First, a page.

Now, would I recommend everyone get one? While I think they are terrific fun for all sorts of people, they aren’t for everybody or every purpose. As with all bows, you should consider what kind of shooting you want to do and pick a bow that will match your needs. The 10 pound bows are super easy to pull, and we start pretty much every adult archer and most teens on one. You shoot better when you are using a fraction of your strength, rather than all of it, to pull a bow back. The light bows allow people of all sorts to control the bow well. For people who are going to shoot a bow once a week or less it is critical they use a bow that they can shoot comfortably right now, not in some theoretical future when they are stronger, because if they shoot once a week or less they aren’t going to get stronger using the bow. This is where the light bows shine. They are bows you can shoot right now.
Devil in the Details
There are some special considerations to keep in mind. If you use a soft target bale, such as straw bales, light Ethafoam, or any of a number of targets for the JOAD/student market, the light bows work great – from close up to easily out to 18 meters with just about any arrow. We have many students shooting them barebow (without sights) out to 30 meters. And, as noted earlier, it is possible to earn all of the regular 30 and 50 meter USA Archery Adult Achievement Outdoor Barebow pins with one.
Stiffer target bales, such as those made of compressed layers of carpet, heavily compressed batting (Spyder Web targets), very stiff foam, etc. can be a problem for light bows. Many targets are made specifically to stop high energy arrows from compound bows, and some of those targets will cause arrows shot from light bows to bounce back. Test your arrows on such bales from enough distance that the arrow won’t bounce into your face if it should bounce. (They can bounce at least 7 meters, depending on many variables).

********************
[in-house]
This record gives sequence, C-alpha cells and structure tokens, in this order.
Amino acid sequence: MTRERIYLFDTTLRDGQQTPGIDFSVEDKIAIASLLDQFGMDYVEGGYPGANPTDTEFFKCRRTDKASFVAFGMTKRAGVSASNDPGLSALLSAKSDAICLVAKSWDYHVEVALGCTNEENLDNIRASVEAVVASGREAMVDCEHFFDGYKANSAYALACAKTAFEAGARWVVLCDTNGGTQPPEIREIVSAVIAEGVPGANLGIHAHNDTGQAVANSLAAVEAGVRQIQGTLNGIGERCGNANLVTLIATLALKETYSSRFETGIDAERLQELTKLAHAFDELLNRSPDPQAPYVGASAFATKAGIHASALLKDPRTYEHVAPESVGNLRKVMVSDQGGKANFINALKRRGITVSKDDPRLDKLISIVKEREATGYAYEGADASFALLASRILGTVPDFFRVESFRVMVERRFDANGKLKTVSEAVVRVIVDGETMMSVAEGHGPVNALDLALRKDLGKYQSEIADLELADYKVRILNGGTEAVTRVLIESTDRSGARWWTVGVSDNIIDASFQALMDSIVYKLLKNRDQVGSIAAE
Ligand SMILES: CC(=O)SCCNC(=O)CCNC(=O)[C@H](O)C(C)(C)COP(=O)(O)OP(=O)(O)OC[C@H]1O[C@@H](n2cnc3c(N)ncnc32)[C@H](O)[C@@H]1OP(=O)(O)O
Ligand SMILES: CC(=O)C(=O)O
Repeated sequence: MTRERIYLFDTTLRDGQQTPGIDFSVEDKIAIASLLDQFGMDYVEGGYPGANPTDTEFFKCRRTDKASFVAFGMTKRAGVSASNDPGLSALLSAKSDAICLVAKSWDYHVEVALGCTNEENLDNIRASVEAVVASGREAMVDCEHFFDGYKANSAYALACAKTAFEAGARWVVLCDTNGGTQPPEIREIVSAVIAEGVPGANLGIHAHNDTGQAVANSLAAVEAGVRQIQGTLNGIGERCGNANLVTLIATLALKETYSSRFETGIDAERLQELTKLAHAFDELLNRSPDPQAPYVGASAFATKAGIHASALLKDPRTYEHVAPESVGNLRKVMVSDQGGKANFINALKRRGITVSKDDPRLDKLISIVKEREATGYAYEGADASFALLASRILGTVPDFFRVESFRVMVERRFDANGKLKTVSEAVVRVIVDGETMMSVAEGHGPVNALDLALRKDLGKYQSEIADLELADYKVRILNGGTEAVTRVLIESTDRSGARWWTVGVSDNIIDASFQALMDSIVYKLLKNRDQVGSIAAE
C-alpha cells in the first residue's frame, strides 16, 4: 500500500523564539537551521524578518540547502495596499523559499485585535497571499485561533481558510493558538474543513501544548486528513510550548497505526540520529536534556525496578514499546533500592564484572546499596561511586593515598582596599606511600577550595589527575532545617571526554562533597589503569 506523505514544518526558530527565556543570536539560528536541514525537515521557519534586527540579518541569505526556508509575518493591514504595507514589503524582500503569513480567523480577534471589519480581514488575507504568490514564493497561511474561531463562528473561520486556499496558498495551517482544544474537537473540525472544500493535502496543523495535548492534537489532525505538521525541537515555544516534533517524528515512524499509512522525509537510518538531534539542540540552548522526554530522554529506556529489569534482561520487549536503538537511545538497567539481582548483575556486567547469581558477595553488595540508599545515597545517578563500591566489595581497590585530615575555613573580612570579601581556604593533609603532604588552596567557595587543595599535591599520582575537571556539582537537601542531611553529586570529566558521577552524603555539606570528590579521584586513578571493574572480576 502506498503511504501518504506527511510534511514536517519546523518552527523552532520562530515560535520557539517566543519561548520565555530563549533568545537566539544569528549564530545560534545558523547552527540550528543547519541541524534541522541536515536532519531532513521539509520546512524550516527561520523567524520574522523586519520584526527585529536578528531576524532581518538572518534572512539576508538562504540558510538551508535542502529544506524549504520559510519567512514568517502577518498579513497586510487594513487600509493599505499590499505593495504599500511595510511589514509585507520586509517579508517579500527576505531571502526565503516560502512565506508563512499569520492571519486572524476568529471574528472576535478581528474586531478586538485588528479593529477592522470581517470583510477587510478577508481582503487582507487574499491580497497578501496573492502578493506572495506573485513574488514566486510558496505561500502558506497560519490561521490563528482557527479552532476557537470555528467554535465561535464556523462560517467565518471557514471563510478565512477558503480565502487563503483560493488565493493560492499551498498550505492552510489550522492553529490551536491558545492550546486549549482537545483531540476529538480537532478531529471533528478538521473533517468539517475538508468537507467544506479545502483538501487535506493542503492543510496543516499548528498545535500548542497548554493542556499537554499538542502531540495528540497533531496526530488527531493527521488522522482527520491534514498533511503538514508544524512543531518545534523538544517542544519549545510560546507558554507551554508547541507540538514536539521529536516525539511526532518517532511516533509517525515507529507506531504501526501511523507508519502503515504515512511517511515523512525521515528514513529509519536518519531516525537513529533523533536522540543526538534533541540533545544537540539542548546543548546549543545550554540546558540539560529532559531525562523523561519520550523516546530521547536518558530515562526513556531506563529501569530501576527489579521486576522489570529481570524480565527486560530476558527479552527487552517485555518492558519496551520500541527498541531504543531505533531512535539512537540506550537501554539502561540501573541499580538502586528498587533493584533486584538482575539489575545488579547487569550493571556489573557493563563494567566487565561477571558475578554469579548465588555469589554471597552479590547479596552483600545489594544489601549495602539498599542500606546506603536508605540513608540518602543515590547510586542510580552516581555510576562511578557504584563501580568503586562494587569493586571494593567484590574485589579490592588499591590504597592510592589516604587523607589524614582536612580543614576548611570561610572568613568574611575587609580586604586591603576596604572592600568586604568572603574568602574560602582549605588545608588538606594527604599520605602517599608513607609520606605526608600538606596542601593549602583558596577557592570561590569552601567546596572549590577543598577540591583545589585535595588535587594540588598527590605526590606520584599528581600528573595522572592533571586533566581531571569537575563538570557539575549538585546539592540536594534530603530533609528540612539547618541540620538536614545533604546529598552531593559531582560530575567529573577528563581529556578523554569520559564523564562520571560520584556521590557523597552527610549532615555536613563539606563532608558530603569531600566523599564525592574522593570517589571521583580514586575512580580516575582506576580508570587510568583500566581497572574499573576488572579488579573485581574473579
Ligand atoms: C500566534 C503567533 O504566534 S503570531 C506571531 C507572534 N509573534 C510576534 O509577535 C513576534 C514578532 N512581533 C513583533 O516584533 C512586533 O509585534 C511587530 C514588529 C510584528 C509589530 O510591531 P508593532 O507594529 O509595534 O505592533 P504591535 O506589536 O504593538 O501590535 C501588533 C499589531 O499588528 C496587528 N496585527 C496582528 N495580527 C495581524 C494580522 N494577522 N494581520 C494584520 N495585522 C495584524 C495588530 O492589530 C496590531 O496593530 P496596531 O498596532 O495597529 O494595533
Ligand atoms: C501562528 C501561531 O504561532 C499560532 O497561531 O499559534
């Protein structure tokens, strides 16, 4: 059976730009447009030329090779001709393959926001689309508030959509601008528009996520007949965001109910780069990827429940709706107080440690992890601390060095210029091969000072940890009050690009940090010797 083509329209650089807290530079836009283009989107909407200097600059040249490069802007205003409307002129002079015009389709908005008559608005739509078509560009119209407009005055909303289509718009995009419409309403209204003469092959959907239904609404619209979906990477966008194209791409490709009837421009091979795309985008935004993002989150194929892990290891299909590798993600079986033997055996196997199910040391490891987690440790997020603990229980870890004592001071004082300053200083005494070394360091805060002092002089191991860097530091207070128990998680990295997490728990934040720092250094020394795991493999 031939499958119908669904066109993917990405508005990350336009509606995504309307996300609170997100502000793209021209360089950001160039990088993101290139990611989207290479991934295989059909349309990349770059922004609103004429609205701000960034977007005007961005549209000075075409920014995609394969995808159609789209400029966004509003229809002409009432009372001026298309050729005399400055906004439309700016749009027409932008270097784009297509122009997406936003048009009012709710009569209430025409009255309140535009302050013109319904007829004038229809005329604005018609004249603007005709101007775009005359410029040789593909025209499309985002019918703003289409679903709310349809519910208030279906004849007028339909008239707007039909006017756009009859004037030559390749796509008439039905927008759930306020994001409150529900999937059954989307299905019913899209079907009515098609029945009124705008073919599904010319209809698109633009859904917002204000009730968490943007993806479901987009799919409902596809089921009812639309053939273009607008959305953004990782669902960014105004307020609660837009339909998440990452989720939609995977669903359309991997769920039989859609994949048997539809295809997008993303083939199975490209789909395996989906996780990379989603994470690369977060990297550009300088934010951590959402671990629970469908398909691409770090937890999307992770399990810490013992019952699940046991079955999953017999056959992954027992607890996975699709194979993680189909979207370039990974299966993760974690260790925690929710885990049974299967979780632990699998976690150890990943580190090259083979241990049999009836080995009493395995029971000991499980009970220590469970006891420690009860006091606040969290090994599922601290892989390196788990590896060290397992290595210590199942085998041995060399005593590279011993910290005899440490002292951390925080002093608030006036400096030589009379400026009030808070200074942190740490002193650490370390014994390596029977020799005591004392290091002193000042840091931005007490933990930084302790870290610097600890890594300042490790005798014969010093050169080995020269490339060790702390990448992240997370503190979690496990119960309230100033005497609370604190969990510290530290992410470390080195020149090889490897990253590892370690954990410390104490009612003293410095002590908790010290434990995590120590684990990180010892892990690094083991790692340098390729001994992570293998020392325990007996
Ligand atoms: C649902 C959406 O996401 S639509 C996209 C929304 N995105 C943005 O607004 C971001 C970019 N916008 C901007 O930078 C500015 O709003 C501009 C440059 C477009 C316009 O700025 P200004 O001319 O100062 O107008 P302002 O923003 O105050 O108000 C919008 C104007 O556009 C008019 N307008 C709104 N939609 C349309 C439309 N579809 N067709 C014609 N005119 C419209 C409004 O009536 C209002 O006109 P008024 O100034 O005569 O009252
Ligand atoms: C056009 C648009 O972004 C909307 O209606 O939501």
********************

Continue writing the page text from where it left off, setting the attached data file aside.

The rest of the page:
To get longer distances out of these bows you need a light arrow. With my 29″ draw length I can shoot full length aluminum 1716 arrows (with NIBB points or screw in points up to 100 grains) and full length 15/25 Super Club arrows out to 30 meters. To get to 50 meters without aiming up in the sky, I had to switch to full length 2000 spine Medallion XR arrows. Shooters with very long draw lengths will have to shoot heavier shafts because light, low spine arrows don’t come in long lengths. So if you have a 31″ AMO draw length, you’ll be losing some velocity in spite of your longer draw length and subsequent longer power stroke.